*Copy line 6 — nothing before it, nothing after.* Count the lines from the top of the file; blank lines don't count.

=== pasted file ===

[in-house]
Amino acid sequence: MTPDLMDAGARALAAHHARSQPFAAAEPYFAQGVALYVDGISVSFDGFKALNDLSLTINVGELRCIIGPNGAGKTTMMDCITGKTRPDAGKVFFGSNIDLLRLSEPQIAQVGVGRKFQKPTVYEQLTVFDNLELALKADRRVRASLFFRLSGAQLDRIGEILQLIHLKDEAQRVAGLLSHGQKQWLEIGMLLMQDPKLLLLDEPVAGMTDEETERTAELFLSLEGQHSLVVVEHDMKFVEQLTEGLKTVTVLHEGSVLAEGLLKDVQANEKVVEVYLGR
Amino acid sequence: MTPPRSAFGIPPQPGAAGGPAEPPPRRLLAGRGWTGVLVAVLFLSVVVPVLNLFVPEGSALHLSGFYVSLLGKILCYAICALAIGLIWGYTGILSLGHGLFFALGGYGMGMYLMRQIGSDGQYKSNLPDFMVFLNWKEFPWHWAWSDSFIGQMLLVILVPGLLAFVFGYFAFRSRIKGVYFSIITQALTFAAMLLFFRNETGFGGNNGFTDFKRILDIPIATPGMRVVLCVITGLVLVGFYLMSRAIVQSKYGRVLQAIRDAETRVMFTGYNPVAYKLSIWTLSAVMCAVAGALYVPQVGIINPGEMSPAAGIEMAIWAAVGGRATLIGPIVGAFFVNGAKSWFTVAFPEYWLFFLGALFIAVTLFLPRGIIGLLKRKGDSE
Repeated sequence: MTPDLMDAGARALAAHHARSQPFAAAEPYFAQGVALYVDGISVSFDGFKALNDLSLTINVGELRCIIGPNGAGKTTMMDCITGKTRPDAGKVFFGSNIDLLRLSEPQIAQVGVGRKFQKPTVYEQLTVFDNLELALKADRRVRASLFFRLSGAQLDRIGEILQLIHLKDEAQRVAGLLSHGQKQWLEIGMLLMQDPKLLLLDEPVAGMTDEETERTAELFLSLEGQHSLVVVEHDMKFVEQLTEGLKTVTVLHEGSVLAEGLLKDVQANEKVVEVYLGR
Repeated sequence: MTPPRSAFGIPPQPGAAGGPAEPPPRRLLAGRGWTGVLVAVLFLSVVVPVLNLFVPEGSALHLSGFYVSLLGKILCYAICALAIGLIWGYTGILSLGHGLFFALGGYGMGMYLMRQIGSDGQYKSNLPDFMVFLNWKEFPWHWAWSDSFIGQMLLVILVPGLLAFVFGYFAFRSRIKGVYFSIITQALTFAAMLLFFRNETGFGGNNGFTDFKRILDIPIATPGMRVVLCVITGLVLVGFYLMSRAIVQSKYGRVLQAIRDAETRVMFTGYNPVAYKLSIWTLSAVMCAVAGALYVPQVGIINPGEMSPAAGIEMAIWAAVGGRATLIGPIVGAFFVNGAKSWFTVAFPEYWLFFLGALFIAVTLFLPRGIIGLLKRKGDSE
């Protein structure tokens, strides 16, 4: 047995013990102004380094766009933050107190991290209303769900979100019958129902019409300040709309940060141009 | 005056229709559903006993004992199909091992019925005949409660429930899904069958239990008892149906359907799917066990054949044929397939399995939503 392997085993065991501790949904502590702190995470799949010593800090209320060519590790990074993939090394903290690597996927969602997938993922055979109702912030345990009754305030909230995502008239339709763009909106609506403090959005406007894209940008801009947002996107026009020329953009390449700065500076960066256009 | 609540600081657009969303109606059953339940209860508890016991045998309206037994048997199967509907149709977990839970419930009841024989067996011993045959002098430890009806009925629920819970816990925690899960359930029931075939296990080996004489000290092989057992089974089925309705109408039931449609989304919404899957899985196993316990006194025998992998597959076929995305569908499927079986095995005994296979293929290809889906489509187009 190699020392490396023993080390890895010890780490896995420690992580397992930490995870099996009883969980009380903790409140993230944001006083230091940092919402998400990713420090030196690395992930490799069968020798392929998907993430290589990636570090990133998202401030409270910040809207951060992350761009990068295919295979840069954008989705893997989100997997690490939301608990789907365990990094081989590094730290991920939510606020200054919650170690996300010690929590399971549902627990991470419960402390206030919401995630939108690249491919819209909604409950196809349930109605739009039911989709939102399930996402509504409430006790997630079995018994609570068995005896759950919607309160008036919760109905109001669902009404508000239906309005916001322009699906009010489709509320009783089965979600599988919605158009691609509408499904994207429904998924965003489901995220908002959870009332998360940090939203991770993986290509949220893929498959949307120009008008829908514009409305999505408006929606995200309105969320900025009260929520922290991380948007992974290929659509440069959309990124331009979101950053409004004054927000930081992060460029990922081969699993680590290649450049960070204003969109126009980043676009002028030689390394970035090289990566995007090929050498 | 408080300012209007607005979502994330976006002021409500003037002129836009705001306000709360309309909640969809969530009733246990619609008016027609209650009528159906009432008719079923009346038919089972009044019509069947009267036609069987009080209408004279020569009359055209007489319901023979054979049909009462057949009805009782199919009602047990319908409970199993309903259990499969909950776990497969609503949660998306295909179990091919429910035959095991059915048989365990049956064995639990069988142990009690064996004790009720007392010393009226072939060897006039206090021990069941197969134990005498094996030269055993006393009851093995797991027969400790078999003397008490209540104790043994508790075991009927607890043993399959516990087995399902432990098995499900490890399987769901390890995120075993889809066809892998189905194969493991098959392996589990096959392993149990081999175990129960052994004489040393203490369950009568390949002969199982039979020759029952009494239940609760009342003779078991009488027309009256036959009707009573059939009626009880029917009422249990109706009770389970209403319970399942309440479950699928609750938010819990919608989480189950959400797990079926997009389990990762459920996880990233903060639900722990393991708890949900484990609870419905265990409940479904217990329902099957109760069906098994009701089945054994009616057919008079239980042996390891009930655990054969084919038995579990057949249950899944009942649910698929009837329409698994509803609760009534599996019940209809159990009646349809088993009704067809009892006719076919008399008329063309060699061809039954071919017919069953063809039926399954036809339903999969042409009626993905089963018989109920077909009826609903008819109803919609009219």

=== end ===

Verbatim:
């Protein structure tokens, strides 16, 4: 047995013990102004380094766009933050107190991290209303769900979100019958129902019409300040709309940060141009 | 005056229709559903006993004992199909091992019925005949409660429930899904069958239990008892149906359907799917066990054949044929397939399995939503 392997085993065991501790949904502590702190995470799949010593800090209320060519590790990074993939090394903290690597996927969602997938993922055979109702912030345990009754305030909230995502008239339709763009909106609506403090959005406007894209940008801009947002996107026009020329953009390449700065500076960066256009 | 609540600081657009969303109606059953339940209860508890016991045998309206037994048997199967509907149709977990839970419930009841024989067996011993045959002098430890009806009925629920819970816990925690899960359930029931075939296990080996004489000290092989057992089974089925309705109408039931449609989304919404899957899985196993316990006194025998992998597959076929995305569908499927079986095995005994296979293929290809889906489509187009 190699020392490396023993080390890895010890780490896995420690992580397992930490995870099996009883969980009380903790409140993230944001006083230091940092919402998400990713420090030196690395992930490799069968020798392929998907993430290589990636570090990133998202401030409270910040809207951060992350761009990068295919295979840069954008989705893997989100997997690490939301608990789907365990990094081989590094730290991920939510606020200054919650170690996300010690929590399971549902627990991470419960402390206030919401995630939108690249491919819209909604409950196809349930109605739009039911989709939102399930996402509504409430006790997630079995018994609570068995005896759950919607309160008036919760109905109001669902009404508000239906309005916001322009699906009010489709509320009783089965979600599988919605158009691609509408499904994207429904998924965003489901995220908002959870009332998360940090939203991770993986290509949220893929498959949307120009008008829908514009409305999505408006929606995200309105969320900025009260929520922290991380948007992974290929659509440069959309990124331009979101950053409004004054927000930081992060460029990922081969699993680590290649450049960070204003969109126009980043676009002028030689390394970035090289990566995007090929050498 | 408080300012209007607005979502994330976006002021409500003037002129836009705001306000709360309309909640969809969530009733246990619609008016027609209650009528159906009432008719079923009346038919089972009044019509069947009267036609069987009080209408004279020569009359055209007489319901023979054979049909009462057949009805009782199919009602047990319908409970199993309903259990499969909950776990497969609503949660998306295909179990091919429910035959095991059915048989365990049956064995639990069988142990009690064996004790009720007392010393009226072939060897006039206090021990069941197969134990005498094996030269055993006393009851093995797991027969400790078999003397008490209540104790043994508790075991009927607890043993399959516990087995399902432990098995499900490890399987769901390890995120075993889809066809892998189905194969493991098959392996589990096959392993149990081999175990129960052994004489040393203490369950009568390949002969199982039979020759029952009494239940609760009342003779078991009488027309009256036959009707009573059939009626009880029917009422249990109706009770389970209403319970399942309440479950699928609750938010819990919608989480189950959400797990079926997009389990990762459920996880990233903060639900722990393991708890949900484990609870419905265990409940479904217990329902099957109760069906098994009701089945054994009616057919008079239980042996390891009930655990054969084919038995579990057949249950899944009942649910698929009837329409698994509803609760009534599996019940209809159990009646349809088993009704067809009892006719076919008399008329063309060699061809039954071919017919069953063809039926399954036809339903999969042409009626993905089963018989109920077909009826609903008819109803919609009219």